Should organisations cover up bad behaviour?
A CEO did a bad, bad thing. The board immediately investigated and found that there was enough evidence to dismiss him. The chair confronted the CEO and he offered his resignation. The board accepted and the job was done.
Or maybe not.
What is the message for staff, clients, regulators, funders and others?
Perhaps it’s ‘The CEO resigned and now we need to find another one’ which is the quick and easy option. But is this a missed opportunity?
Let’s say the CEO made some inappropriate racist remarks and acted as a bully. Should the board make the statement ‘Our board will not tolerate inappropriate behaviour within our organisation’?
This could be followed by ‘Our quest will start for a new CEO who demonstrates the high standards of behaviour that we expect from this organisation’s leader’. If this was the response, would the board have been prouder of the way it responded?
This type of statement raises questions, such as ‘What did he do?’ but it sends a strong message from the organisation’s senior leaders. It sends a strong message to staff, clients and other important stakeholders, including future CEOs.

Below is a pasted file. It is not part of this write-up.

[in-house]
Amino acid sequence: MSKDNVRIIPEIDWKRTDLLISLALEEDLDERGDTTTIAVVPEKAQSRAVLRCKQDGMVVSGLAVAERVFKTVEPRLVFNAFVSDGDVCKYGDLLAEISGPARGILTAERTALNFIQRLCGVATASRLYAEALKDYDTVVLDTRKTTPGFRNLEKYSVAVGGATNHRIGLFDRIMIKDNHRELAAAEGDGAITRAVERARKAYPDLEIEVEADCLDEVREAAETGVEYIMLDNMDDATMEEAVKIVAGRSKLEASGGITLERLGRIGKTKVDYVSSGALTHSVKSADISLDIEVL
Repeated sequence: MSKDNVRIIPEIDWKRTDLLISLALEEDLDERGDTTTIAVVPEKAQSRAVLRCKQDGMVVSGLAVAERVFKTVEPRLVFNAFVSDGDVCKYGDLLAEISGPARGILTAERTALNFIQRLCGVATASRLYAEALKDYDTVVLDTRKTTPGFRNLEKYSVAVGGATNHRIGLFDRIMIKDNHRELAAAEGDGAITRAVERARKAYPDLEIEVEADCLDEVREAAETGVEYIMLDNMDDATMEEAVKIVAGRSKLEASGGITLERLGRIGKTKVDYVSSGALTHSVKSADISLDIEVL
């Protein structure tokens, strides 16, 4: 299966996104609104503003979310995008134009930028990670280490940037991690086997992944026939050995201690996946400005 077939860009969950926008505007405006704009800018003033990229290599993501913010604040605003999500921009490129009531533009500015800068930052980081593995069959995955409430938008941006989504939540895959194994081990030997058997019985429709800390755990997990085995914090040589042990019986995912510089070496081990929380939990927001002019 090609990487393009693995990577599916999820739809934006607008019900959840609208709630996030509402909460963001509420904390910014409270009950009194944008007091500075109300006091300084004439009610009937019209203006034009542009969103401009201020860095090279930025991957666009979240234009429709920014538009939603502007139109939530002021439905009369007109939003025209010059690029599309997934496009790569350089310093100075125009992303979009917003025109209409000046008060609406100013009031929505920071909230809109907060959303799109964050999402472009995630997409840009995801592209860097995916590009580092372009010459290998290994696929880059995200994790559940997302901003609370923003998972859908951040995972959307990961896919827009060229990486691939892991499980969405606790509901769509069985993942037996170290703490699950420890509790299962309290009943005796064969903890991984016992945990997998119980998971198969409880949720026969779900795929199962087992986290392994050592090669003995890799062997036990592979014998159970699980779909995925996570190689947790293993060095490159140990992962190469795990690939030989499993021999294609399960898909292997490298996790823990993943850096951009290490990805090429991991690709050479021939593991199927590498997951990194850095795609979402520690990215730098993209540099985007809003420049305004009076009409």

It is not the easiest pathway, but in the long run, it’s the approach that will be remembered and respected when the truth about the CEO’s misbehaviour finally emerges.
The truth has a habit of coming out eventually, usually at the most inappropriate time, even when we try to keep it a secret to protect others.
So here is the question. Would you advise the board to take the first and easy option or would you advise it to make a stand? I have asked this question of many people and the response is divided. To those who support the easy option, isn’t this condoning the behaviour? Could this be why issues like racism, sexual harassment and sexual discrimination continue unaddressed in our workplace culture?
I look forward to your comments.
By David Hawkins